Device & Lead Implantation, Removal & ManagementCardiovascular implantable electronic devices (CIEDs) and implantable cardioverter defibrillators (ICDs) are two types of implants that are used to treat heart rhythm disorders. These devices are placed under the skin and connected to the heart with thin wires. When an abnormal heartbeat is detected, the device provides an electric shock, which instructs the heart to resume a normal heartbeat. Tampa General Hospital’s Heart & Vascular Institute is a leading center for cardiovascular care. It is home to highly skilled electrophysiologists and other specialists who deliver a full range of surgical and nonsurgical treatments for heart rhythm disorders and other heart conditions. In our state-of-the-art facility, we provide implantation procedures for CIEDs and ICDs, as well as help patients manage life with these devices.
CIEDs and ICDs treat many kinds of heart arrhythmias:
- Ventricular arrhythmias, including ventricular fibrillation and ventricular tachycardia
- Supraventricular arrhythmias, including atrial fibrillation (AFib) or atrial flutter
- Cardiomyopathy, including amyloid cardiomyopathy and hypertrophic cardiomyopathy
- Inherited arrhythmias, including Brugada syndrome and Long QT syndrome
A cardiologist may also recommend one of these devices if you have had a heart attack, survived a sudden cardiac arrest or have congenital heart disease.
At TGH, our implantation procedures most often take place in our electrophysiology lab that has multiple machines to monitor a patient’s blood pressure, heart rhythm, oxygen levels and other vitals. Patients are typically given medicine to make them drowsy and a local anesthetic is administered to numb the chest. Then, the electrophysiologist will:
- Make small incisions in the chest to insert the device
- Insert the lead (a wire that monitors the heart’s electrical activity and sends impulses from the device to the heart muscle) through the incision and into a vein
- Guide the lead to the heart using a special X-ray machine called fluoroscopy
- Attach the tip of the lead to the heart muscle (the other end of the lead is attached to the device, also called a pulse generator)
- Place the generator into a pocket under the skin in the upper chest
- Conduct lead function tests to ensure the wires are working correctly
- Establish the final device settings for the patient
What to Expect
It’s important to remember that having a CIED or ICD implanted doesn’t cure the underlying heart condition; rather, it reduces your chances of going into cardiac arrest. Therefore, it’s important to have regular follow-ups with your physician and commit to leading a healthier lifestyle, including getting regular exercise.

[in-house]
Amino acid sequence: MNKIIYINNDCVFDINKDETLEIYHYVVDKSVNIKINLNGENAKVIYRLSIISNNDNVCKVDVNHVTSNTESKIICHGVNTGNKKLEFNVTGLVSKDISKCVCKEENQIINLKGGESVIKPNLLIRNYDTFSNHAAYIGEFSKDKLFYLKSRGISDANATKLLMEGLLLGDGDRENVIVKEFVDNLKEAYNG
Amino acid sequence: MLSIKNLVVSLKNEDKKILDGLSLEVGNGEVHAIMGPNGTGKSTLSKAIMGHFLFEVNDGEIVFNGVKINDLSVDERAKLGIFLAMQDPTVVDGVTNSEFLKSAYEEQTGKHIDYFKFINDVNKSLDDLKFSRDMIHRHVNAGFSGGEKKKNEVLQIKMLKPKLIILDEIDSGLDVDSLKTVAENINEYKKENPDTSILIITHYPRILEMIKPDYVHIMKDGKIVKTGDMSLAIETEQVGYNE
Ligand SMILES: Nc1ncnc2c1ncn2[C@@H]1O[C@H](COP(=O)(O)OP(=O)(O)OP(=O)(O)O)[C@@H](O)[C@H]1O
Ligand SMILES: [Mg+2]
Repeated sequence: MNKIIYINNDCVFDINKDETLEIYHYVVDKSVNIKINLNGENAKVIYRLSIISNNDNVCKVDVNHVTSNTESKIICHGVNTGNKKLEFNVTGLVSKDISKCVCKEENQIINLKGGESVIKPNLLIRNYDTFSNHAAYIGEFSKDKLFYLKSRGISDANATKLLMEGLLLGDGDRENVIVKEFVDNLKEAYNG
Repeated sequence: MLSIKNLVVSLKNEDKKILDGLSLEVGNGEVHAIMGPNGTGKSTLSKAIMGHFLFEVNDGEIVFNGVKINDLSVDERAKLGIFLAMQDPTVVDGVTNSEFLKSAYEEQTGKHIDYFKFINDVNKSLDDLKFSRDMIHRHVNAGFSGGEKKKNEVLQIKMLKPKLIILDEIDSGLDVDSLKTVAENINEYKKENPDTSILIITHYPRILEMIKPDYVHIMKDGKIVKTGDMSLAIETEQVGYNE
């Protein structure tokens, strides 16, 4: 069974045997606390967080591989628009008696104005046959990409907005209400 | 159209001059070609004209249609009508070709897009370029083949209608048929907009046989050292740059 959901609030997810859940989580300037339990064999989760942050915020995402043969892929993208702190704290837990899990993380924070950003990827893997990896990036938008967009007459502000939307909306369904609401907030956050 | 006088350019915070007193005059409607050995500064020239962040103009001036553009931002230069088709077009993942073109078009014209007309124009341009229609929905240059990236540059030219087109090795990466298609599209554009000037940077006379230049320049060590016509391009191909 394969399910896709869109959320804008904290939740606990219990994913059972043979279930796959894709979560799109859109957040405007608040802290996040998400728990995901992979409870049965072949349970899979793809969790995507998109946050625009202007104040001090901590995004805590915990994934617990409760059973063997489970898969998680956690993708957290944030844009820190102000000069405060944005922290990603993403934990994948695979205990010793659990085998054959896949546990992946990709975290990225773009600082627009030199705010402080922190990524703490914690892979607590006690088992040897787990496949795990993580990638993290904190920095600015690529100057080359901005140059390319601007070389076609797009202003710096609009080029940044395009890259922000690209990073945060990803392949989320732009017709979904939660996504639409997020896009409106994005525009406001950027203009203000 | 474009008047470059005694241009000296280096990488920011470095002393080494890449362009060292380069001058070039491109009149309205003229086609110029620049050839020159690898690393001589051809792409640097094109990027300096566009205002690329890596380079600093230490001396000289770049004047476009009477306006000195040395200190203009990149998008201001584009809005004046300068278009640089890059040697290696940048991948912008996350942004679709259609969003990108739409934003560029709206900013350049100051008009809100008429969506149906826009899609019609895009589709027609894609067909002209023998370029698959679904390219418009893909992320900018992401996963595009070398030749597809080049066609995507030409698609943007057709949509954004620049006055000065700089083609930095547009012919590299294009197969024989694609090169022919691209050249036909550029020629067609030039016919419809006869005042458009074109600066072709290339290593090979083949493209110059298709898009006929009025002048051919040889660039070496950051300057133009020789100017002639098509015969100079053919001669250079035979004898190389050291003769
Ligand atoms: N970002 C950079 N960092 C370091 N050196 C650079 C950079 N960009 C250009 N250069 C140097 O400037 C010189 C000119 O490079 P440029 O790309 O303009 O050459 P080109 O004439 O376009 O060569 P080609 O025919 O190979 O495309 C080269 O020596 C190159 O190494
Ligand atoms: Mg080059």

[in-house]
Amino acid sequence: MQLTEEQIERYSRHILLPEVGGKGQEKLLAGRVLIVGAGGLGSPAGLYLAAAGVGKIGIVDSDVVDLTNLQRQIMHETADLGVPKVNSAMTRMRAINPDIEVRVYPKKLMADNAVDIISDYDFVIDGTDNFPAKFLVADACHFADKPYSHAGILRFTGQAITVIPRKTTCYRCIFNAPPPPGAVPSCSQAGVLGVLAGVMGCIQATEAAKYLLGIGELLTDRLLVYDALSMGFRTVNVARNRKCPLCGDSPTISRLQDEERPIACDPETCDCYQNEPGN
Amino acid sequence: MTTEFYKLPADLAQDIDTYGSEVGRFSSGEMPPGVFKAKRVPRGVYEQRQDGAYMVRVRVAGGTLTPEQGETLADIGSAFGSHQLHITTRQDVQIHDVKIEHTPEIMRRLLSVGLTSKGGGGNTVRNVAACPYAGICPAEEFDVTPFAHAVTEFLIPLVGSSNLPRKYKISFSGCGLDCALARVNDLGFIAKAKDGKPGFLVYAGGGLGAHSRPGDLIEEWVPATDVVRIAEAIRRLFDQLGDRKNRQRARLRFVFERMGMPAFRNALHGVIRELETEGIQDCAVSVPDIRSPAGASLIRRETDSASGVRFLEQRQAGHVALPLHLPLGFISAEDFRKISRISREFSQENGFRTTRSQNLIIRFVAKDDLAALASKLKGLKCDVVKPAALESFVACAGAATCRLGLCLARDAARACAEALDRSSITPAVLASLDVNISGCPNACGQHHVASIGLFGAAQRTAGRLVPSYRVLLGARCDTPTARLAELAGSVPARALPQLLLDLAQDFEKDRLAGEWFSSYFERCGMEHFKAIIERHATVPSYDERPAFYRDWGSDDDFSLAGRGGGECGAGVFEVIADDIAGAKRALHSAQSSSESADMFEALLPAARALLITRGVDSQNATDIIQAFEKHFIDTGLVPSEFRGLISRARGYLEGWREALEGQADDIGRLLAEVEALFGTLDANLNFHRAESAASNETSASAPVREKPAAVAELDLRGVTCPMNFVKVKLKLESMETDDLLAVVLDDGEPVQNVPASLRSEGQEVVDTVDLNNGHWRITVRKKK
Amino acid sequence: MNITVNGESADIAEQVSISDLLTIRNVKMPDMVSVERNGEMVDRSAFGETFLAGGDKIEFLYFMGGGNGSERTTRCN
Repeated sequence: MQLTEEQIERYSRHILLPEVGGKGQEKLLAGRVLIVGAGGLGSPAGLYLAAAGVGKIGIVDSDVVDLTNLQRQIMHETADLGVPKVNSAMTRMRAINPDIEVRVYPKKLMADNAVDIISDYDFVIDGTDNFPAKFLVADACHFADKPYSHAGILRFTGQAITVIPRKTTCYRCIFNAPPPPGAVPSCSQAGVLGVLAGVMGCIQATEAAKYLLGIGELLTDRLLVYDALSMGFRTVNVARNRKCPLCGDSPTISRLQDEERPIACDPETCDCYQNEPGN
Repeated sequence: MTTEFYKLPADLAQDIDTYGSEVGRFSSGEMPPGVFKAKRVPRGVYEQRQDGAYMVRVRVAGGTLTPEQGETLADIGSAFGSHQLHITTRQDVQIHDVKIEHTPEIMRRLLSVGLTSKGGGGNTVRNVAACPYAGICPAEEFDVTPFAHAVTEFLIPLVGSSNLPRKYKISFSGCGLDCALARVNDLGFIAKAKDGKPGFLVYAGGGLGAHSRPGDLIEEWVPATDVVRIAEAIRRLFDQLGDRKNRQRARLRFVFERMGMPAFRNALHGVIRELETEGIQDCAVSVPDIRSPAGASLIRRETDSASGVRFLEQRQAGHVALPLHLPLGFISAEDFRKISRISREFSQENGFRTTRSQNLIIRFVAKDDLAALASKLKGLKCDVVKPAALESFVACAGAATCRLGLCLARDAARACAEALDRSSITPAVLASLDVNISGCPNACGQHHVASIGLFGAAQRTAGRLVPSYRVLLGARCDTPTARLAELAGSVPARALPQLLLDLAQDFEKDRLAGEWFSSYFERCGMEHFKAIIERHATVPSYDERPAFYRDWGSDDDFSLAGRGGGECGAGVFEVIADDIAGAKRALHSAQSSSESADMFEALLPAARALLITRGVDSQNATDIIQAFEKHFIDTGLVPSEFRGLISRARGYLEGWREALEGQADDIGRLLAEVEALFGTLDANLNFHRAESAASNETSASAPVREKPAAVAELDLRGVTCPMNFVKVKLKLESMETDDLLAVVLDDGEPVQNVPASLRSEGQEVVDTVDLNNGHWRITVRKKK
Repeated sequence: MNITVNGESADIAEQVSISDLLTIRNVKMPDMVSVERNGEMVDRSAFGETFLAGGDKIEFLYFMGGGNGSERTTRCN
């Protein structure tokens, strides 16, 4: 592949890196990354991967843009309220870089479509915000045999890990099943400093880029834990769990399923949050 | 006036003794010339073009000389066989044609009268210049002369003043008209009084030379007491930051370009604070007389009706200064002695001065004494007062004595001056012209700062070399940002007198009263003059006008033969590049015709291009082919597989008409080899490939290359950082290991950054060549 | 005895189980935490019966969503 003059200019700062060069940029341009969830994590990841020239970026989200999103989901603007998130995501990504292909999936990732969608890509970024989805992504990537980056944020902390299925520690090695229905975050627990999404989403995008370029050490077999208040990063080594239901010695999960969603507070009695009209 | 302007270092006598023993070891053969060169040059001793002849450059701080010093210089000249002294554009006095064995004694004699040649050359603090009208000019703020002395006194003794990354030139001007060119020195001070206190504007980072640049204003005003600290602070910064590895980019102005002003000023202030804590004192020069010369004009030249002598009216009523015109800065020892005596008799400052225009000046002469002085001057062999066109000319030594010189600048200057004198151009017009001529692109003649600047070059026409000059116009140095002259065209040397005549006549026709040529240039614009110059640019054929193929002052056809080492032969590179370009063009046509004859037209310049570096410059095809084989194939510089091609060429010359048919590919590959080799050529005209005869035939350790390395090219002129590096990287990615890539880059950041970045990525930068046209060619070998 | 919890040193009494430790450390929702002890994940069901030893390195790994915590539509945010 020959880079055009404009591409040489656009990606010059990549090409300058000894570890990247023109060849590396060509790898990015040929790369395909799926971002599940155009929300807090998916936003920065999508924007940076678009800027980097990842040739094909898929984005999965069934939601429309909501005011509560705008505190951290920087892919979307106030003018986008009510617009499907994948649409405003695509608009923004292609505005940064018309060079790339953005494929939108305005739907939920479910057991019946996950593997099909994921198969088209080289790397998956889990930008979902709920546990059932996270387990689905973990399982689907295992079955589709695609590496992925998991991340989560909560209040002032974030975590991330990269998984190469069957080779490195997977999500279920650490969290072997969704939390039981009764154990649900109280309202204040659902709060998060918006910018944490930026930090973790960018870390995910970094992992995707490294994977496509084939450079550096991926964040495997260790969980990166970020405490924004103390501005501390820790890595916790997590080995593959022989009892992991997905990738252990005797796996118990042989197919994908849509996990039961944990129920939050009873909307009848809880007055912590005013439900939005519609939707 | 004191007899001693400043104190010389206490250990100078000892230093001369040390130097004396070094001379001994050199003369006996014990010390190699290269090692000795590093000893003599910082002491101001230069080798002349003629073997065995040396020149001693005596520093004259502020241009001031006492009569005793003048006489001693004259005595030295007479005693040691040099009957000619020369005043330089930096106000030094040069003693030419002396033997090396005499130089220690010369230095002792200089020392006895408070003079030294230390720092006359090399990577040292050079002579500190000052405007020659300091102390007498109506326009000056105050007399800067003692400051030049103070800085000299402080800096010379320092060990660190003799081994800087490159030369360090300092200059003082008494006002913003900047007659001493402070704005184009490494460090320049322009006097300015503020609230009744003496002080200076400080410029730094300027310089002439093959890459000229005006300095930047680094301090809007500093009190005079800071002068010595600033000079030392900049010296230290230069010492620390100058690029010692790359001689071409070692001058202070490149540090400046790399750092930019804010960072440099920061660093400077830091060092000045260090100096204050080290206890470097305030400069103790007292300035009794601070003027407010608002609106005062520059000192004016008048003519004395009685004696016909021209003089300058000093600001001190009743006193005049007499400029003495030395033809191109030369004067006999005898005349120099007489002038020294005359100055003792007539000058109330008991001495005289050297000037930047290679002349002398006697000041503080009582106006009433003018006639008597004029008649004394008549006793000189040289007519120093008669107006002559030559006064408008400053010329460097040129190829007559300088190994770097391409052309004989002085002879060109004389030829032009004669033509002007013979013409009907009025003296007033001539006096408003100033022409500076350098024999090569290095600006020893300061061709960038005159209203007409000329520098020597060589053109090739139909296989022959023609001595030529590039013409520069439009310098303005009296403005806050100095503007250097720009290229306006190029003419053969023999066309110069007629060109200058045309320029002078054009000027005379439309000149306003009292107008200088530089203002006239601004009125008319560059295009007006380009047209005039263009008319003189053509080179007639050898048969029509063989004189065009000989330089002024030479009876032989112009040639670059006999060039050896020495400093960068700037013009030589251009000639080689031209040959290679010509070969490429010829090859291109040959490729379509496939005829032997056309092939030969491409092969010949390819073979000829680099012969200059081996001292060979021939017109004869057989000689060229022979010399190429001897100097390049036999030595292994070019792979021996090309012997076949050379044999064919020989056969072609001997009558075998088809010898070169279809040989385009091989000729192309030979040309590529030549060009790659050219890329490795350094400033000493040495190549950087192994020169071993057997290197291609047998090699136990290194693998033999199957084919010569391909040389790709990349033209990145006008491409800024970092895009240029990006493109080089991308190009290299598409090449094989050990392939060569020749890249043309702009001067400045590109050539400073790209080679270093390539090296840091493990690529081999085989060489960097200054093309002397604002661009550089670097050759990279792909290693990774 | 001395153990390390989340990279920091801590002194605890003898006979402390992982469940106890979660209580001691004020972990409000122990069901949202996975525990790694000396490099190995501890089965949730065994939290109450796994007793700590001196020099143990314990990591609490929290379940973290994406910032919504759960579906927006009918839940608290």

It’s also crucial to understand how to manage your device going forward. Your electrophysiologist will discuss the basics of the CIED or ICD device and the proper follow-up care that will be needed.
These instructions may include:
- Having regular check-ups so that your cardiologist can monitor your device to see how well the wires are working and if your condition has affected the performance of the device at all
- Informing any doctors or specialists you see, including your dentist, that you have a CIED or ICD in place
- Always carrying your wallet ID card wherever you go; this card explains that you have a CIED or ICD
- Having the battery replaced every 5 to 7 years; your cardiologist will be able to check the battery level for you
For most patients, CIEDs and ICDs are safe and reliable. However, complications can occur, such as electrical malfunctions, mechanical breakage, scar tissue at the tip of the lead and infection. When this happens, your cardiologist may recommend a lead extraction, in which the troublesome lead is removed and a new one is implanted. However, in certain cases, new leads won’t be implanted immediately. For example, if you have an infection, your doctor will want to treat the infection first and then implant new leads once you’re healed. Lead extractions are a complex surgical procedure and are often only completed when the benefits far outweigh the risks.